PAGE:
Dutch architecture firm OMA (Office of Metropolitan Architecture) is no stranger to the Middle East, with numerous high-profile projects already under its belt – such as the master plan for Waterfront City in Dubai, the Airport City master plan in Doha, Concrete at Alserkal Avenue, and the Qatar National Library in Doha. Its latest endeavour is a temporary installation for the world’s first Islamic Art Biennale in Jeddah, Saudi Arabia.
The Diriyah Biennale Foundation’s ambitious project marks OMA’s first built work in the Gulf country; one that is unprecedented in its undertaking, since no other global event has previously presented a grouping of Islamic-inspired arts in this manner, spanning architecture, design, visual arts and historic objects.
These are being displayed over 120,000 square metres of exhibition spaces, taking over Jeddah’s Western Hajj Terminal, which was designed by Skidmore, Owings & Merrill (SOM) – the winner of the Aga Khan Award in 1983. The Biennale is set within the city of Jeddah, which for centuries has represented a convergence point for cultural exchange, and within a venue that acts as a port of entry for millions of pilgrims on their spiritual journey.
“The Biennale is an opportunity to discover and learn about Islamic culture. More than 200 ancient objects are on display, some of which have never been seen by the larger public,” says Iyad Alsaka, partner at OMA. “There are artworks by contemporary artists from Saudi Arabia and other countries in the Middle East and northern Africa, [as well as] countries like the UK and South Africa, giving a new dimension to the timeless rituals of Islam,” he adds. The Western Hajj Terminal exists at the axis of history and ingenuity itself, being a pioneering project at the time of its opening. OMA builds upon this architectural contribution and reimagines it as a cultural venue, drawing upon the existing canopy design and elevating it with a modern, dynamic twist.
“Our scenography design aims to create a space that complements the cable-stayed, fabric-roof of the iconic Hajj Terminal – a pivotal piece of modern architecture known to Muslims around the world – literally reinventing it as an umbrella for Islamic Arts,” explains Kaveh Dabiri, an associate at OMA.
Under the curatorial theme ‘Awwal Bait’, which translates to ‘First House’, the Biennale explores how Islam’s most sacred sites – Makkah (the destination of the annual pilgrimage) and Madinah (the place where Prophet Mohamed is buried) – has inspired Muslims around the world to create a sense of belonging, bringing unity in a plural world. OMA’s design divides the exhibition space into two complementary areas, with indoor galleries and outdoor installations creating a dialogue between scared sites and rituals.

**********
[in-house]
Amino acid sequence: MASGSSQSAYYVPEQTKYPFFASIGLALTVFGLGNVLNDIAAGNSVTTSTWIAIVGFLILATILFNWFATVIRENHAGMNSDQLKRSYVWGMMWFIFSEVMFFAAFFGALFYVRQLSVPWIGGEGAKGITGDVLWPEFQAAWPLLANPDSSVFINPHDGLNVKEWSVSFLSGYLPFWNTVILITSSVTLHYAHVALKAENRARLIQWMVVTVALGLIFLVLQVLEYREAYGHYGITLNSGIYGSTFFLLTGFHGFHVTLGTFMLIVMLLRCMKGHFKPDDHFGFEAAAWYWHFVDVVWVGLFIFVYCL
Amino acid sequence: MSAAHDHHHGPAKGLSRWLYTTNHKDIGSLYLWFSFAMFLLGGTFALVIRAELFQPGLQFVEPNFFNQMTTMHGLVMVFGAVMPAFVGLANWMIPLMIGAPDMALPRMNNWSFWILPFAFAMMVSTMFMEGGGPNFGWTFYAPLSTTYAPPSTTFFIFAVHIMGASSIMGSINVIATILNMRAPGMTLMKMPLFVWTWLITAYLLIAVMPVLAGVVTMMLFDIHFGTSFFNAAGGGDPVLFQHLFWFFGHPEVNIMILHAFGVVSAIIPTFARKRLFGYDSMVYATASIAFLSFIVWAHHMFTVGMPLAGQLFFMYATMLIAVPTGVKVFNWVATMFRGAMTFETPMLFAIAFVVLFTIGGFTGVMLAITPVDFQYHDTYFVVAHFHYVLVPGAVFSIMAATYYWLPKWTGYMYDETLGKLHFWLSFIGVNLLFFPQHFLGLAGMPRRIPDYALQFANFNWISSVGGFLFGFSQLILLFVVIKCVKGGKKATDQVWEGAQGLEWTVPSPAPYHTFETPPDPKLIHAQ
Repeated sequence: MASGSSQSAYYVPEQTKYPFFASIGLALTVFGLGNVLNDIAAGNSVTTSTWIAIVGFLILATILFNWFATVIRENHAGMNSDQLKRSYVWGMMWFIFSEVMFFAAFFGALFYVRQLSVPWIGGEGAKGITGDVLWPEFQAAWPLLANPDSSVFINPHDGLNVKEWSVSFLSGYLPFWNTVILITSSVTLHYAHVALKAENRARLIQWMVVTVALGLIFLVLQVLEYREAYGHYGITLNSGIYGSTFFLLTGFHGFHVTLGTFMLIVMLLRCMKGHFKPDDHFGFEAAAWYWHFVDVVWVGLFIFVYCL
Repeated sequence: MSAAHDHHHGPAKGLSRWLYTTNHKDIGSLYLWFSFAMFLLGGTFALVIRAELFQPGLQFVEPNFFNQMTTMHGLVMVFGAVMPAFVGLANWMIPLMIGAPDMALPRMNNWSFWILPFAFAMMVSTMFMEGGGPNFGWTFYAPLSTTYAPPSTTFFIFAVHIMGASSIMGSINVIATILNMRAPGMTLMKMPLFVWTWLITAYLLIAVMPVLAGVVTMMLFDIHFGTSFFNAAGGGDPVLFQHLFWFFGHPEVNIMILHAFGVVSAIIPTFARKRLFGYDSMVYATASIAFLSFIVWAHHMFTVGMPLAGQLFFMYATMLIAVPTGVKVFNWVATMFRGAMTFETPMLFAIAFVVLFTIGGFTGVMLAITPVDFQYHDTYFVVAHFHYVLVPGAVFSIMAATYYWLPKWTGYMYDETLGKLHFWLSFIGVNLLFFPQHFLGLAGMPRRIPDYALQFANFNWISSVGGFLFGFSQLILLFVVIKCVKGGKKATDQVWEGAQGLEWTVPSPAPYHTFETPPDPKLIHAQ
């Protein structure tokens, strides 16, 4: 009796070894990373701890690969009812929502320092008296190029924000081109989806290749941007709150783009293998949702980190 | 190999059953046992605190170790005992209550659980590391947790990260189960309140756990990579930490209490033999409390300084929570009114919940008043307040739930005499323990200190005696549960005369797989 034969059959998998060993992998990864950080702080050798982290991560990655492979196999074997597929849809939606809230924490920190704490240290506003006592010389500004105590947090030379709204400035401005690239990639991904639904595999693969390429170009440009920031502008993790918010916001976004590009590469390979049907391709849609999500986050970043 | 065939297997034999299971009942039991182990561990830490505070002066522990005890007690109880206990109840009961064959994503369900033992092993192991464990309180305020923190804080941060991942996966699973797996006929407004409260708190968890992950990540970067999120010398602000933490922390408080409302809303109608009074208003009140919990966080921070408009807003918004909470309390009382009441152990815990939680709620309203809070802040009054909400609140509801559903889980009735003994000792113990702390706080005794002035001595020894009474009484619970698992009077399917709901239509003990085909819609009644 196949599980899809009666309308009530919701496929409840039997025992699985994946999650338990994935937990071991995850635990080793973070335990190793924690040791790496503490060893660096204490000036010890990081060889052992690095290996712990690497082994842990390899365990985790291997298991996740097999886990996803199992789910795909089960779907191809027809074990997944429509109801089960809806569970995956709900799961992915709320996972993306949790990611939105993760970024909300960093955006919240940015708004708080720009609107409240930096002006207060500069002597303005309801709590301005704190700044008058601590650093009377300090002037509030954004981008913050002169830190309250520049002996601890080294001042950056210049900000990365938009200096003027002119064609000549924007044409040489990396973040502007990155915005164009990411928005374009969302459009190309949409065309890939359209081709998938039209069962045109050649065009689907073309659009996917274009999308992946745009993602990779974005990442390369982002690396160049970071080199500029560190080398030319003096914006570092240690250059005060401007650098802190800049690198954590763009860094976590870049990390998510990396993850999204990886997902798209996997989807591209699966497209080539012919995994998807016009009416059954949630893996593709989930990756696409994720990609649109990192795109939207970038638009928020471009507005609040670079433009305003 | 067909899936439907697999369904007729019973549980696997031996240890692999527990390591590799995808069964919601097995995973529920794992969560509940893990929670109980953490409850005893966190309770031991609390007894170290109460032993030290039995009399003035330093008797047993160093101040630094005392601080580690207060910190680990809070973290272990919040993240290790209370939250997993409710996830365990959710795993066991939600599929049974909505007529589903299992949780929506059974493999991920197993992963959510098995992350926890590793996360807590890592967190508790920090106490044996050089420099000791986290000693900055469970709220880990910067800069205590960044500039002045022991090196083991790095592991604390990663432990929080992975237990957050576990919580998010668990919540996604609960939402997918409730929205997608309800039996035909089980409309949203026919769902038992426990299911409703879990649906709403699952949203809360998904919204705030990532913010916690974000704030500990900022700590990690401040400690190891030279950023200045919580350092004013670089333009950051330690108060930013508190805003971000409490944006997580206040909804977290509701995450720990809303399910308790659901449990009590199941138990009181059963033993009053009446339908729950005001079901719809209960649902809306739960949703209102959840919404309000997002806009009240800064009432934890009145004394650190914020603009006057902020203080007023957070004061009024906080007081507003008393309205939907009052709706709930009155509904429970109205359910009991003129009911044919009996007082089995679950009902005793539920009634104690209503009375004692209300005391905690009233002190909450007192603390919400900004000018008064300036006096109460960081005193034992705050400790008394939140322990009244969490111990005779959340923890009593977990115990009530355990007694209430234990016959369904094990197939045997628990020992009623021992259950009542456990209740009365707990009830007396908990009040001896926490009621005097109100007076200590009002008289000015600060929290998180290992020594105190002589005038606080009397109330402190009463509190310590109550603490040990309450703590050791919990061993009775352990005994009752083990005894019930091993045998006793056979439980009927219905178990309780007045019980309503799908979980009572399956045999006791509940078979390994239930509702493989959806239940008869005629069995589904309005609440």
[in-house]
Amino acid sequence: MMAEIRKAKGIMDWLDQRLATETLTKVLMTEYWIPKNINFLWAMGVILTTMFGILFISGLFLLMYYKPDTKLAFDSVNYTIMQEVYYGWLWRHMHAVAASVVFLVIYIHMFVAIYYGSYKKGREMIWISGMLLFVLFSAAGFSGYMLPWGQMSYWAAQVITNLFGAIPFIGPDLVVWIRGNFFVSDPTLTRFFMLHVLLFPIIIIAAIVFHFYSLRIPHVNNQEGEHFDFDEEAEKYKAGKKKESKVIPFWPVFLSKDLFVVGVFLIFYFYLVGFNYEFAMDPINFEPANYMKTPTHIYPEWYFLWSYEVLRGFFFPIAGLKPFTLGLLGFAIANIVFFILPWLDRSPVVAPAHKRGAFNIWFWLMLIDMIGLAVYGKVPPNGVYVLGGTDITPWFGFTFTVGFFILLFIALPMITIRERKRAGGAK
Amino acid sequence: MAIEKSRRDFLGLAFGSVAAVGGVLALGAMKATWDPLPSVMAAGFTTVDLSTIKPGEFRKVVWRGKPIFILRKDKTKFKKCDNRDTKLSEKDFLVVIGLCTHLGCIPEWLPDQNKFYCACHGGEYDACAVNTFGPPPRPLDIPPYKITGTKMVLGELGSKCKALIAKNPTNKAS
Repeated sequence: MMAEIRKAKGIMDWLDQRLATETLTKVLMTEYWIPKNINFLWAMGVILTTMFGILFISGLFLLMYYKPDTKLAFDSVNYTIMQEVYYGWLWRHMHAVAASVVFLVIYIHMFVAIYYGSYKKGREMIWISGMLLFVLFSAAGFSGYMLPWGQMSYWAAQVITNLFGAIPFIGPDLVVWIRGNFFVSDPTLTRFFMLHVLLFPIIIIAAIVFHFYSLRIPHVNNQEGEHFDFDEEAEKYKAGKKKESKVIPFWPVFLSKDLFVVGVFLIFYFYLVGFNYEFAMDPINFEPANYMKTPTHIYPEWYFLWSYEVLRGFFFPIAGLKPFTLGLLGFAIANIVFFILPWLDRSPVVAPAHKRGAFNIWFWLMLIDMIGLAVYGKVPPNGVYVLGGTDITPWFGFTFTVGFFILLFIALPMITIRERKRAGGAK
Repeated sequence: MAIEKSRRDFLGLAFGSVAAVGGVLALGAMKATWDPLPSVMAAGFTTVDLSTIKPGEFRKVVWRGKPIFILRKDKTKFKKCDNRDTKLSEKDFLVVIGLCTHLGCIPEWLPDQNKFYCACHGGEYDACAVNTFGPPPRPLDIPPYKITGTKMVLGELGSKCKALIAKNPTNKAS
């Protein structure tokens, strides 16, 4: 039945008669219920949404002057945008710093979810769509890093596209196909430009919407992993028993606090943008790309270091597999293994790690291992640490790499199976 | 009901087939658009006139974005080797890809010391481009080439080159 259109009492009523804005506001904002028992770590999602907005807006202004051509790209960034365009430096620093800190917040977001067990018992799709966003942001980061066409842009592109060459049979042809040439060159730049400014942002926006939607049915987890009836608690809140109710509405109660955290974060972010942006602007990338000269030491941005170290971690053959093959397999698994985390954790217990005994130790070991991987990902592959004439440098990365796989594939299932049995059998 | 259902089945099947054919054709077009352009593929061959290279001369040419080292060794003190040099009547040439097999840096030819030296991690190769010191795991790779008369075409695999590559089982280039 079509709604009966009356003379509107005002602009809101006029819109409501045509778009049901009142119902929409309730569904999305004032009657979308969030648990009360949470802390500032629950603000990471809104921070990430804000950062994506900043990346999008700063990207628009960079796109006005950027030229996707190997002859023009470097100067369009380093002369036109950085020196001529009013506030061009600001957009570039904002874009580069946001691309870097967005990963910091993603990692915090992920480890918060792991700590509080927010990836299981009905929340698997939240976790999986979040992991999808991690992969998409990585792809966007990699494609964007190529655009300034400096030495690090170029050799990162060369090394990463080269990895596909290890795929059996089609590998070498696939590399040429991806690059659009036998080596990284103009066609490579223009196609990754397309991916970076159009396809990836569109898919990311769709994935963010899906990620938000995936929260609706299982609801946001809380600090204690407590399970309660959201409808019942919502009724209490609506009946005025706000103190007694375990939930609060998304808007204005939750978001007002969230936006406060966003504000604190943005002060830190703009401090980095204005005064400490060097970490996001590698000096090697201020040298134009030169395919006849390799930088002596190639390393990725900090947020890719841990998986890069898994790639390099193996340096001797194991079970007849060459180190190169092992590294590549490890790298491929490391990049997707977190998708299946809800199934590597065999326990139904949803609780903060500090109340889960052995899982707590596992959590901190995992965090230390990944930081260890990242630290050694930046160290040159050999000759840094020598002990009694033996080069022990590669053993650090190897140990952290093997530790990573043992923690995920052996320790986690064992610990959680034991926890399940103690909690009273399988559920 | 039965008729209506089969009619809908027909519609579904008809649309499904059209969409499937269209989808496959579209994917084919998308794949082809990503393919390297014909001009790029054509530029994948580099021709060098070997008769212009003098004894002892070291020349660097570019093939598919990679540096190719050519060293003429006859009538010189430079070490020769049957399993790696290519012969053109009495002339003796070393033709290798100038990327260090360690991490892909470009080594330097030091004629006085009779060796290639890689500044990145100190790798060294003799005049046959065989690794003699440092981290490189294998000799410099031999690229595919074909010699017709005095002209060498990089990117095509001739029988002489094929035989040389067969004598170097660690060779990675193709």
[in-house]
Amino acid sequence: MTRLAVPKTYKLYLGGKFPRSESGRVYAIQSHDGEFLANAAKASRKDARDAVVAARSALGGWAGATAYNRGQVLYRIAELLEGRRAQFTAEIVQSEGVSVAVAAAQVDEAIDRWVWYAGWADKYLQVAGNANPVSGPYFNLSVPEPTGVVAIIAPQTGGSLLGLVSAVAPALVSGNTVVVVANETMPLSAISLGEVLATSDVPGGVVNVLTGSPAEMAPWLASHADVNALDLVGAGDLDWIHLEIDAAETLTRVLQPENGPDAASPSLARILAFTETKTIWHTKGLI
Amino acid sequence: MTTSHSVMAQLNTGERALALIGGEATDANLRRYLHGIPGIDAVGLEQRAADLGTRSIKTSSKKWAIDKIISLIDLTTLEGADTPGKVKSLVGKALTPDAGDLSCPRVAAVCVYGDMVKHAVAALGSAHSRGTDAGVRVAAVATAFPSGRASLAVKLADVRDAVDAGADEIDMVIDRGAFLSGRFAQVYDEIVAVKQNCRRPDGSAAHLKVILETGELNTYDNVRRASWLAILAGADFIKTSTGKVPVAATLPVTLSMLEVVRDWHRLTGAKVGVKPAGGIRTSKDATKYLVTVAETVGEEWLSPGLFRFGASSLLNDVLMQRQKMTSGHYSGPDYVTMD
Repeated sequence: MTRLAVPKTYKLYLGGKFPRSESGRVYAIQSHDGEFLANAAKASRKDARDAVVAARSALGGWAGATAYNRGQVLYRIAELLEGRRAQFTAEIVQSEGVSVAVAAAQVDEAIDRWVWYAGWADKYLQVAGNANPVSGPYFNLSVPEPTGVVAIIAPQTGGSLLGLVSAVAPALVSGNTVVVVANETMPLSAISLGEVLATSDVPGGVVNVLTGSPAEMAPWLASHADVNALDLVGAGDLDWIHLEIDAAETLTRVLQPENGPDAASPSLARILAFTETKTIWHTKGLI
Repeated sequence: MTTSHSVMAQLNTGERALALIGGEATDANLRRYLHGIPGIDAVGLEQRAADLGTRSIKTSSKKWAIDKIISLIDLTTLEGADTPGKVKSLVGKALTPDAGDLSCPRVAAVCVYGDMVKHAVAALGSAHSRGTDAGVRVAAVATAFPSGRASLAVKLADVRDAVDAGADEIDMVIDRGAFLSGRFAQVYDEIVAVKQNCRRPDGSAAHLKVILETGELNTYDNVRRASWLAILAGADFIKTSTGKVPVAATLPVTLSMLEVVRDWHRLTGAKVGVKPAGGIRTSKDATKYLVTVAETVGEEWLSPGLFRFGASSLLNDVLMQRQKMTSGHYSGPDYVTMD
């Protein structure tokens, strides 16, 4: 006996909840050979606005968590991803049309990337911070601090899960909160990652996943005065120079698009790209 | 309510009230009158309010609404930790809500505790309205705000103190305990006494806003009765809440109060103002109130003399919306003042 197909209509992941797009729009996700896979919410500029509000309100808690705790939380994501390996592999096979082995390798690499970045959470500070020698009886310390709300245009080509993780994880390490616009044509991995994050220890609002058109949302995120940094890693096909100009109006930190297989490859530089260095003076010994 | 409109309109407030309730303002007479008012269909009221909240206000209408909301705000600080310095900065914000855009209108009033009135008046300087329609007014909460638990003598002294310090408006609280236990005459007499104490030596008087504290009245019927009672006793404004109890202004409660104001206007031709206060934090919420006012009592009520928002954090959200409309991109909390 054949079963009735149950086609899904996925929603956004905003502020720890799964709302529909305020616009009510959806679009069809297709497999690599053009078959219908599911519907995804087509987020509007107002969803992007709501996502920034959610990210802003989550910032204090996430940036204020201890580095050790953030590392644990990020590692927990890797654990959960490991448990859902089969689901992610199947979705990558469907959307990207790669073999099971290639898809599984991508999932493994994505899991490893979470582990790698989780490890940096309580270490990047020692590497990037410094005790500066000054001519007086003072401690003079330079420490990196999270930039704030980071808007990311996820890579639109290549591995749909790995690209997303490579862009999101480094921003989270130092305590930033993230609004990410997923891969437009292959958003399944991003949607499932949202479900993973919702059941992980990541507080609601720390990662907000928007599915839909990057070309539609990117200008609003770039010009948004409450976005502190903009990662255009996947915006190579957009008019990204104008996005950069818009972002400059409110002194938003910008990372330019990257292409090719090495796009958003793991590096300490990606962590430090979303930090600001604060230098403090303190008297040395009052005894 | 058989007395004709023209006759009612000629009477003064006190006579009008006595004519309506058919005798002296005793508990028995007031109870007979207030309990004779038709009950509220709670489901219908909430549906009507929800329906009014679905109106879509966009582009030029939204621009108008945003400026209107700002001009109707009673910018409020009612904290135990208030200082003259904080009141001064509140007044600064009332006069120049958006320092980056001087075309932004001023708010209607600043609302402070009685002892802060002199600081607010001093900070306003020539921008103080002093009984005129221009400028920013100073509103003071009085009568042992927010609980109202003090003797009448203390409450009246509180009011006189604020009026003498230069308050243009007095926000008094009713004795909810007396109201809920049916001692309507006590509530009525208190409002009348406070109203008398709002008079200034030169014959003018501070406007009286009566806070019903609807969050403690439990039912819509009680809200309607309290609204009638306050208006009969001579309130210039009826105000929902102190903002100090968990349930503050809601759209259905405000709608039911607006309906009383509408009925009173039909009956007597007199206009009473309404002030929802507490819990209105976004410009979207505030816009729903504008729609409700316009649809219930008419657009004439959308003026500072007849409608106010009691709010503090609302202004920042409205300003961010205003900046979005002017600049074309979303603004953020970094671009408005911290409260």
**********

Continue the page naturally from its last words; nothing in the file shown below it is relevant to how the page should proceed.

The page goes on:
The first scenography is a cleverly devised trajectory through a sequence of newly built galleries, inspired by the concept of the ‘Qiblah’ (the direction Muslims face when they pray). The exhibition manifests gradually in a journey from darkness to light, starting in a dimly lit room filled with 17th-century astrolabes – used to calculate the direction of the ‘Qiblah’ – and concluding in a bright space hosting an installation which incorporates the First Saudi Door of the ‘Ka`bah’ in Makkah, installed during the reign of King Abdul Aziz. Through a linear sequence of four galleries, the visitor explores key rituals in the Islamic faith, and what it means to be Muslim today.
The second area is outdoors, under the terminal’s open canopy where OMA has created a desert-like landscape that pays homage to the journey of ‘Hijrah’ – Prophet Mohamed’s journey from Makkah to Madinah. The landscape consists of slopes and slanted walls of varying heights, arranged in relation to the geometry of the existing structure, creating a sense of exploration throughout one’s visit. “The spaces we created are meant to offer a calming and meditative experience, with only objects or works of art in the spotlight,” Dabiri explains. Additionally, two freestanding pavilions act as reference points in the open landscape, exhibiting rare artefacts from Makkah and Madinah.
In contrast to the sandy atmosphere outside, the installations in the two pavilions are embedded with a bright, soft diaphanous screen that wraps the perimeter of the walls. The effect is meditative and mystical. “This is an historic moment not just for Saudi Arabia but for the entire Muslim world,” says Sumayya Vally, artistic director of the Biennale and principal of Johannesburg-based architectural studio Counterspace. “At its essence, this Biennale is about giving contemporary objects a home by giving them a lineage, and giving historic objects a home by giving them a future.”
“I worked tirelessly with OMA to direct this vision,” she adds. “They have spectacularly created the exact journey I had envisioned, of the visitor moving across scales and atmospheres from darkness to light – reminding us of the presence of God and the constancy of our rituals in building our spiritual home at various phases and times of our lives.”
The Islamic Arts Biennale will run until 23 April 2023 at the Western Hajj Terminal in Jeddah, Saudi Arabia